A stethoscope lies in a heart-shaped smoking dish.
Smoke-free policies in restaurants and bars are associated with a 25 percent lower risk of a cardiovascular incident, and such policies in the workplaces are linked to a 46 percent lower risk. (For Spectrum Health Beat)

Laws and policies that prohibit smoking in workplaces and other public areas appeared to significantly lower the risk of cardiovascular disease among a group of young adults who were followed over a 20-year span.

The study findings are consistent with previous studies that found health benefits as a result of smoke-free policies, including lower risks of heart- and lung-related illnesses and diseases.

But the new research, published in the American Heart Association journal Circulation, is believed to be the first to follow—and capture specific details about—thousands of young adults over a period of several decades.

The study’s researchers relied on the extensive records initially collected in a 1985 study that followed thousands of young adults around the country. The report drilled down on findings from the last 20 years of the study, featuring 3,783 individuals.

“Our results suggest that smoke-free policies in workplaces in particular may be a promising approach to preventing premature cardiovascular disease,” said the report’s lead author, Dr. Stephanie Mayne, a postdoctoral research fellow at Northwestern University Feinberg School of Medicine.

Smoke-free policies in restaurants and bars were associated with about a 25 percent lower risk of a cardiovascular incident, such as a heart attack or stroke, according to the study. Such policies in workplaces were linked to a 46 percent lower risk.

Currently, 25 states and the District of Columbia, Puerto Rico and the U.S. Virgin Islands have passed laws that prohibit smoking in all restaurants, bars and other workplaces that aren’t part of the hospitality industry. Collectively, those laws along with local policies passed in other states protect roughly 59 percent of the U.S population, according to data cited in the report.

“The evidence is pretty strong that smoke-free policies have important health impacts in terms of protecting the population from adverse consequences of tobacco smoke, but a large part of the U.S. population still isn’t covered currently by smoke-free policies,” Mayne said.

The study adjusted results based on numerous characteristics provided by the participants, including income level and education attainment, along with the cigarette tax rates for their local community. The study also accounted for medical factors such as body mass index and whether the participants smoked—about a quarter of them did—or had diabetes, high blood pressure or other health problems.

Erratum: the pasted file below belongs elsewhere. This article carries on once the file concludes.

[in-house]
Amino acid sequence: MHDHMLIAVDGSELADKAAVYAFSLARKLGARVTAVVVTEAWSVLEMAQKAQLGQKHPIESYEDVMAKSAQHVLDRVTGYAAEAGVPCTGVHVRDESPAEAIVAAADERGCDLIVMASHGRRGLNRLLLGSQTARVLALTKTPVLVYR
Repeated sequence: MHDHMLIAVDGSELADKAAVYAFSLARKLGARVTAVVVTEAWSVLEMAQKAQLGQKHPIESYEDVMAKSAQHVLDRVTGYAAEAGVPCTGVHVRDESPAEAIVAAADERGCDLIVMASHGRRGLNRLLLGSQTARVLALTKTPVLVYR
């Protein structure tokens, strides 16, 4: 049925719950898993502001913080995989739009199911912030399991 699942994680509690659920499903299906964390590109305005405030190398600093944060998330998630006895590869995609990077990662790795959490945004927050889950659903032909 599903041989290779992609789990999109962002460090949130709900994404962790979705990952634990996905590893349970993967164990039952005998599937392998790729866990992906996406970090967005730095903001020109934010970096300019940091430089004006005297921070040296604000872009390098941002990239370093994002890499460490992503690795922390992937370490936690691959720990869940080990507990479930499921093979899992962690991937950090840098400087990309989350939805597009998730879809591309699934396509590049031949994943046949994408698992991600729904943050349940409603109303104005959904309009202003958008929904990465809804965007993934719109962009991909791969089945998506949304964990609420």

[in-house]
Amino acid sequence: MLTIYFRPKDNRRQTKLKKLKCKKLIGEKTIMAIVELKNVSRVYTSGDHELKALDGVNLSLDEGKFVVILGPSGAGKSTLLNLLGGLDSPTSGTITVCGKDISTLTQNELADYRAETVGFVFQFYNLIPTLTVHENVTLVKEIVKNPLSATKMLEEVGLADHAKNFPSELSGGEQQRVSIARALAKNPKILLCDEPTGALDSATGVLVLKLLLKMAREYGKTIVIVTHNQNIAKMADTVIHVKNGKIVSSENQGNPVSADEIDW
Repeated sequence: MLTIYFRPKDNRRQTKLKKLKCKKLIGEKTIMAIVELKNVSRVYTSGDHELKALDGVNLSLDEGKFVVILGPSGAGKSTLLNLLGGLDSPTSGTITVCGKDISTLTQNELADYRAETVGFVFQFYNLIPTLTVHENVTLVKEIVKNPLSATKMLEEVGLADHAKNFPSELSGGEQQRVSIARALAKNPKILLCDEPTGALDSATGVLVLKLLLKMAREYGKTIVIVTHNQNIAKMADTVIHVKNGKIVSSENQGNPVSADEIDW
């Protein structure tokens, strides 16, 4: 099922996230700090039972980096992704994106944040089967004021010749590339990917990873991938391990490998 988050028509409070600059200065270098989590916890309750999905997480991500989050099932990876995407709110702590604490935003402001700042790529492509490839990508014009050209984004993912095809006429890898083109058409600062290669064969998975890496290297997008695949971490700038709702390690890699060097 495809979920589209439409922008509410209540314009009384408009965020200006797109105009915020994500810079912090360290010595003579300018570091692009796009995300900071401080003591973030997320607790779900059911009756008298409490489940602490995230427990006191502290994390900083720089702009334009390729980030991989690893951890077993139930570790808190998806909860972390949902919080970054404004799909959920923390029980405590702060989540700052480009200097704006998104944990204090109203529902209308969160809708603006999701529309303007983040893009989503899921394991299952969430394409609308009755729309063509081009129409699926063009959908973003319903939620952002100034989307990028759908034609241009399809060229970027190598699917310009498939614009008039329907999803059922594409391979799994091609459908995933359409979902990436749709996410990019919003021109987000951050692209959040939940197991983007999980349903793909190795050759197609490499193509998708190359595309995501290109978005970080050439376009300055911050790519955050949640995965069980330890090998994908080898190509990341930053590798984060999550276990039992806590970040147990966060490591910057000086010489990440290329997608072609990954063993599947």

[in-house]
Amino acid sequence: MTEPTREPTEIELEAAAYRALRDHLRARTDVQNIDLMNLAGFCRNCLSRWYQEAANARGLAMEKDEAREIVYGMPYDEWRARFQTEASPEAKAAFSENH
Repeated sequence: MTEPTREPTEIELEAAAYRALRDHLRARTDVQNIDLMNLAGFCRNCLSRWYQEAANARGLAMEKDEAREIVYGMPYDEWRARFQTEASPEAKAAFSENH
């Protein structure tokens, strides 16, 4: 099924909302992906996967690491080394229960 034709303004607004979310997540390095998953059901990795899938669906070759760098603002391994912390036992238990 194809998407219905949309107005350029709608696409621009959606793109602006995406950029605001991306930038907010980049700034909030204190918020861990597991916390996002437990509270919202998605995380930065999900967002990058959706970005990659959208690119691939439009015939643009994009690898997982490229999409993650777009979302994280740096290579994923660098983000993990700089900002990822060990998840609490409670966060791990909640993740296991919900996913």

When the study first began, participants lived in four cities Birmingham, Alabama; Chicago; Minneapolis; and Oakland, Calif. By the time researchers contacted the group 10 years later, individuals had scattered among 47 states.

Dr. Glenn Hirsch, a cardiologist not connected to the study, described the report as “very robust.” He particularly noted the ability by researchers to adjust for specific details about its participants, particularly those who ended up experiencing some type of cardiovascular event.

“It was a vigorous capture of all the information about these people, drilling down on what caused their event or what was a contributor to it,” said Hirsch, clinical director of cardiovascular medicine at the University of Louisville.

Hirsch said the magnitude of the effects of this study was greater than other studies that examined the link between smoke-free policies and heart disease likely because of the age of its participants.

“The older that people are, the higher their risk of having a cardiovascular event. But in young people, it’s the smoking that’s contributing to them having events. It’s not 20 or 30 years of exposure to hypertension or diabetes—they haven’t had that yet,” he said.

Smoking can lead someone to have a heart attack or some other cardiovascular consequence many years earlier than normal, he said.

Hirsch also pointed out that the heart’s reaction to smoking differs from illnesses like cancer and lung disease, which he said have a “dose response.”

“In other words, the more you smoke, the more your risk of having lung disease or cancer,” he said.

It’s not that way with cardiovascular disease, where even one cigarette a day carries an extremely high risk of experiencing a cardiovascular event such as a heart attack. But studies have shown the risk of heart disease can drop dramatically in smokers once they stop. Within five years of quitting, the cardiovascular event risk plunges to the level of a nonsmoker, Hirsch said.

“These are young people,” he said of the study’s participants. “And if it weren’t for the smoking and the exposure to the secondhand smoke, it’s most likely the majority of them would not have had an event at all during this time.”